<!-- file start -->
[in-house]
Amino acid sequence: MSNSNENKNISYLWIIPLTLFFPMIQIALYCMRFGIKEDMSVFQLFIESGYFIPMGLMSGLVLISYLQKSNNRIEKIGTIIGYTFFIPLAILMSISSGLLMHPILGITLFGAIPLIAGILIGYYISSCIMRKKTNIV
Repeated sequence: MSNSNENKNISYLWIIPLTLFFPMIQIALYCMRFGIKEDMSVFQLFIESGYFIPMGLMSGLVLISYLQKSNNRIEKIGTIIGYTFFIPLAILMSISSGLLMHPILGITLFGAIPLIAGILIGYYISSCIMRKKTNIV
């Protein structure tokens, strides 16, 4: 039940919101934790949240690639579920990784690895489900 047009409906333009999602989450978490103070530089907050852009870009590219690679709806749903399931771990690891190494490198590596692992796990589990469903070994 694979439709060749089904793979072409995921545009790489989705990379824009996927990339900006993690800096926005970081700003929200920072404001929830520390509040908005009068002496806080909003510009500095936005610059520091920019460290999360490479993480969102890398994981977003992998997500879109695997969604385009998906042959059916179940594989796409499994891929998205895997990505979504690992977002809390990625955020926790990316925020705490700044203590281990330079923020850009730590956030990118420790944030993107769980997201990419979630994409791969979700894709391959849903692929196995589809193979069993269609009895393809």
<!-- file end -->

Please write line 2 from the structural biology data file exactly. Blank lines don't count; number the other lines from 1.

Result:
Amino acid sequence: MSNSNENKNISYLWIIPLTLFFPMIQIALYCMRFGIKEDMSVFQLFIESGYFIPMGLMSGLVLISYLQKSNNRIEKIGTIIGYTFFIPLAILMSISSGLLMHPILGITLFGAIPLIAGILIGYYISSCIMRKKTNIV